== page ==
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How To Catch the Vintage Watch Bug—Without Breaking the Bank

A recent Instagram post of vintage wristwatches elicited a great response “goes to show you that a watch doesn’t have to have cost six figures to look like six figures. Love it.”

Collecting of any kind is fueled by a passion for design, quality, history, or by some unquantified pulse, and mechanical watches have a beauty, history, and utility that their owners can relate to on many different levels. To start collecting, focus on what speaks to you, what you appreciate visually, mechanically, or for the history that these pieces offer.

Pictured are a 38mm Selza dive watch with a 17-jewel AS 1361N automatic movement, and a 1960’s Miconos “Blancpain-style” dive watch. Both watches tend to fall in the sub-$600 range. Rounding out the quartet was an Omega 3510.50 Speedmaster Reduced and an Enicar Sherpa Guide Mark III. Both are in the sub-$2,000 range but continue to climb in interest and price.

I strongly suggest doing your research, investigating, learning the signs of authenticity, and speaking with other watch enthusiasts about the ins and outs of each model and maker—for example, Omega Speedmaster reference 2915s—there were three versions, but the differences between them could break the bank! When tracking sales and researching online purchases, remember that what may seem an easy prize is often just the opposite.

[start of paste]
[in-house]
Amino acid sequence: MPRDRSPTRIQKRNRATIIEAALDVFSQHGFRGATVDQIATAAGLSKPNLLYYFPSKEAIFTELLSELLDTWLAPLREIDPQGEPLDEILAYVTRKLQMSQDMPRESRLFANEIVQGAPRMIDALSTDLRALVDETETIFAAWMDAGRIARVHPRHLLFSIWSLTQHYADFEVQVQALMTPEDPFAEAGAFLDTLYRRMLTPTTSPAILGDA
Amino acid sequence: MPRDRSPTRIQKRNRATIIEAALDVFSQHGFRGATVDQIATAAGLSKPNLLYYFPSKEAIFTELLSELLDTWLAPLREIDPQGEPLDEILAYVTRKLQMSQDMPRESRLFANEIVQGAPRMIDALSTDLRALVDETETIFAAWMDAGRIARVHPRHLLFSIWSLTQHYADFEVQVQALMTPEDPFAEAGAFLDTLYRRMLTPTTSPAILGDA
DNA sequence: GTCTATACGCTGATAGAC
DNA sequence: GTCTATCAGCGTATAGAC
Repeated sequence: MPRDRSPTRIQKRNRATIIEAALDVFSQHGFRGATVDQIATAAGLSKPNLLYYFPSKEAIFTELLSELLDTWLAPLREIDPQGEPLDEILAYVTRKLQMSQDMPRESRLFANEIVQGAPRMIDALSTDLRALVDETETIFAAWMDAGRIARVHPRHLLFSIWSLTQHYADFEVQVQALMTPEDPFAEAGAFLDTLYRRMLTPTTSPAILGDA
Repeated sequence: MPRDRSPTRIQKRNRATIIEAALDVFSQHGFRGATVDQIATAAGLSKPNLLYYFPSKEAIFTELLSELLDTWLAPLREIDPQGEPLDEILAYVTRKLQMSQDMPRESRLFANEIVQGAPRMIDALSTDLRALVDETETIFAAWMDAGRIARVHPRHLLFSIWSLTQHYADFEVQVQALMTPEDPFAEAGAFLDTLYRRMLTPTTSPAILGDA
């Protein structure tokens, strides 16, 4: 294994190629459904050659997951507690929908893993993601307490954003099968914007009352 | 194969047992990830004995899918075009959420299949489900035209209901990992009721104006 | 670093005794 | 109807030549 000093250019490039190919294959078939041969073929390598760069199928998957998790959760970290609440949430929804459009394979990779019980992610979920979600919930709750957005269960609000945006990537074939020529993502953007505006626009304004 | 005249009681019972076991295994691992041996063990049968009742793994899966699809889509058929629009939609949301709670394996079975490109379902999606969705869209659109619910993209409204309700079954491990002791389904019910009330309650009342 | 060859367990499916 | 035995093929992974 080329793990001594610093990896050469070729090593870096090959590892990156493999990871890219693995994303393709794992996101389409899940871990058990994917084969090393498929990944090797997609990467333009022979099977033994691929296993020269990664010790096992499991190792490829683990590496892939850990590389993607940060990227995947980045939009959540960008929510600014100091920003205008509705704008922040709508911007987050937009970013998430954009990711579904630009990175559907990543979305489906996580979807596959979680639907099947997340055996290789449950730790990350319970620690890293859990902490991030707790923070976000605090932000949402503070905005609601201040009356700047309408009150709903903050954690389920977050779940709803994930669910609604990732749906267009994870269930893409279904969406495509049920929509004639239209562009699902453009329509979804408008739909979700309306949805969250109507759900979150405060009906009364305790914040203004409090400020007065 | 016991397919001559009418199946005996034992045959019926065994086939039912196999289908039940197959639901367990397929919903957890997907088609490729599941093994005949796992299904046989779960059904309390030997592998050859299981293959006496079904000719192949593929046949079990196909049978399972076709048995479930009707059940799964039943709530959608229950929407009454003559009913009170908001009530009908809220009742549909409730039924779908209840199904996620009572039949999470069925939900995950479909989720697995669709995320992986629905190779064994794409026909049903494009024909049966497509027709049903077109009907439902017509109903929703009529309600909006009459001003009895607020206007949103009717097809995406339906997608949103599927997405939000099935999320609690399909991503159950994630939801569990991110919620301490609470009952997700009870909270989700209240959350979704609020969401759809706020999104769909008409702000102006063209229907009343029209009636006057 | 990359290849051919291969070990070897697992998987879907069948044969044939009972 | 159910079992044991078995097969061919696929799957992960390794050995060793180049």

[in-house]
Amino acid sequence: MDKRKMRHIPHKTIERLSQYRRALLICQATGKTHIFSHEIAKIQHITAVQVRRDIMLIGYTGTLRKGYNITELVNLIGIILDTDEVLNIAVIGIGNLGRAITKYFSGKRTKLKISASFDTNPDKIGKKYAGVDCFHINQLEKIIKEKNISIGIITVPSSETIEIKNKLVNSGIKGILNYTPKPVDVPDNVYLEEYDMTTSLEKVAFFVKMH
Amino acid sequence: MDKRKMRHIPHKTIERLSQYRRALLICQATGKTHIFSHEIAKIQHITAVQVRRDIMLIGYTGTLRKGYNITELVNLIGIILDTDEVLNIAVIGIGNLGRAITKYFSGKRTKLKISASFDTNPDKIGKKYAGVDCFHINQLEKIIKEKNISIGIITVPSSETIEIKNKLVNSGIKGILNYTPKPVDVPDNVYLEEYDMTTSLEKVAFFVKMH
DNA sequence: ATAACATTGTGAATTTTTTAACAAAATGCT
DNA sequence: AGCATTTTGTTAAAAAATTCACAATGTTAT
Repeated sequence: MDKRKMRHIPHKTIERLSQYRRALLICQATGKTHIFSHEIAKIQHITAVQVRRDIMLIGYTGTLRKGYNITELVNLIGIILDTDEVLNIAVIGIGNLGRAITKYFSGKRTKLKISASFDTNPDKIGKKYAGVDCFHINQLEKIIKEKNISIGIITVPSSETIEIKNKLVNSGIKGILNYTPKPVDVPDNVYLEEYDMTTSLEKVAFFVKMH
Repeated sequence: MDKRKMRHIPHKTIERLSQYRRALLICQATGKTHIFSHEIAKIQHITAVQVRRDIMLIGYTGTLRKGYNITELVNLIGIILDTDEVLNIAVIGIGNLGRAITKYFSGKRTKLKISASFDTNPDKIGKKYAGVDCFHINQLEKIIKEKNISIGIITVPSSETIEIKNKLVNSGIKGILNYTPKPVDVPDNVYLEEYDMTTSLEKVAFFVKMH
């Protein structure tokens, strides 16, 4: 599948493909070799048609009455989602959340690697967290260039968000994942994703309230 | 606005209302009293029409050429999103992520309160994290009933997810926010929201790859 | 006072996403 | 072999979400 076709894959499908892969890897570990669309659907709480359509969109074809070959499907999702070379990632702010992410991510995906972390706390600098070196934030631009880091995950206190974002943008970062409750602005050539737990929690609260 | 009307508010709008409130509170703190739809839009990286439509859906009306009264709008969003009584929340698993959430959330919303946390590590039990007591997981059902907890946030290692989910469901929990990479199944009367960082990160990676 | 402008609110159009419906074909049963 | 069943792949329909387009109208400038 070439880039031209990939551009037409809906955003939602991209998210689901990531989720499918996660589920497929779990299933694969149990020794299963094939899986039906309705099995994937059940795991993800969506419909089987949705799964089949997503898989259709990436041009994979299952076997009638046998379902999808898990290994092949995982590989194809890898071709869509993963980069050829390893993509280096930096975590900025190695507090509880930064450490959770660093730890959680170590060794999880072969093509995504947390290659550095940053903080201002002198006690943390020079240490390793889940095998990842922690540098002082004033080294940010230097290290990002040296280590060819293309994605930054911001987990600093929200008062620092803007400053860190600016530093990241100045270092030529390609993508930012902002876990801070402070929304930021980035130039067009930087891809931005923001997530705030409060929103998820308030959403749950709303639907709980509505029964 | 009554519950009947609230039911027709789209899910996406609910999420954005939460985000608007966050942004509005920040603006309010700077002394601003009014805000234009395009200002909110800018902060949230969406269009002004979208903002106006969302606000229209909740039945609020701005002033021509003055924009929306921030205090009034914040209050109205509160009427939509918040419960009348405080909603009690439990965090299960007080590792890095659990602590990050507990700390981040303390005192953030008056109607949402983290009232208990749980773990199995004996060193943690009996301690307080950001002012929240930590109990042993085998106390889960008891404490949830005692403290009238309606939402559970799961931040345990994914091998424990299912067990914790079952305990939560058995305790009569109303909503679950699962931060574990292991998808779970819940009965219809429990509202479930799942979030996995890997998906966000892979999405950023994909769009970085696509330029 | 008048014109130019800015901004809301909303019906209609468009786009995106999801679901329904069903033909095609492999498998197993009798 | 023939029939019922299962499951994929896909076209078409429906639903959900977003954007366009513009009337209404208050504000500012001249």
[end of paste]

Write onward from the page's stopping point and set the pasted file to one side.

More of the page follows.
Look for small brand names outside the big known Swiss companies. Zodiac, Tradition, Wyler, and Titus are just a few. Some brands that you might not recognize actually teamed up with major brands such as Heuer to produce some very underrated pieces back in the mid 20th century. Zodiac produced some of the best dial configurations in their Sea Wolf and Aerospace GMT models with vibrant Bakelite bezels and wonderful sharp angled hands. For many, the dial layout and balance is certainly a big draw on what sells a watch but don’t let the dial sell it alone. You should be looking for a manual wind watch that beats at 18000 BPH and seventeen jewels as a minimum. There are some very interesting pieces in the upcoming sale such as a Wakemann Chronograph or a Hamilton Chrono-diver or “Big-eye” chronograph. If calendar watches are your thing and a Patek Philippe is out of your budget take a look at an Omega reference 2606 or a Movado triple calendar. We cannot forget about the traditional dress watches but that is for another time.

Skinner’s watch offerings have always included a wide variety of makers and estimates—from world record prices for the Tornek Rayville TR900 dive watch to a Patek Philippe 3970E, Cartier Two-tone “Panthere” 1120, to a 1960s Lemania stainless steel triple-register chronograph. Worth is based on who, what, when, and why, and as each new trend takes hold, the arena also changes. We are proud to offer a range of items for the discerning collector, student, or novice. As the issues around value and worth seem limitless, and as collectors and sellers, we hope to continue the conversation.

Learn about Clocks, Watches & Scientific Instruments at Skinner. To contact a department specialist, email clocks@skinnerinc.com or call 508-970-3201.


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7 thoughts on “How To Catch the Vintage Watch Bug—Without Breaking the Bank

  1. Thank you Jay for the helpful comments on getting started collecting vintage watches! Watches are in fact the only real jewelry that men wear, unless you are Mr T! Can you show me some cool watches that I can buy under $1,000?

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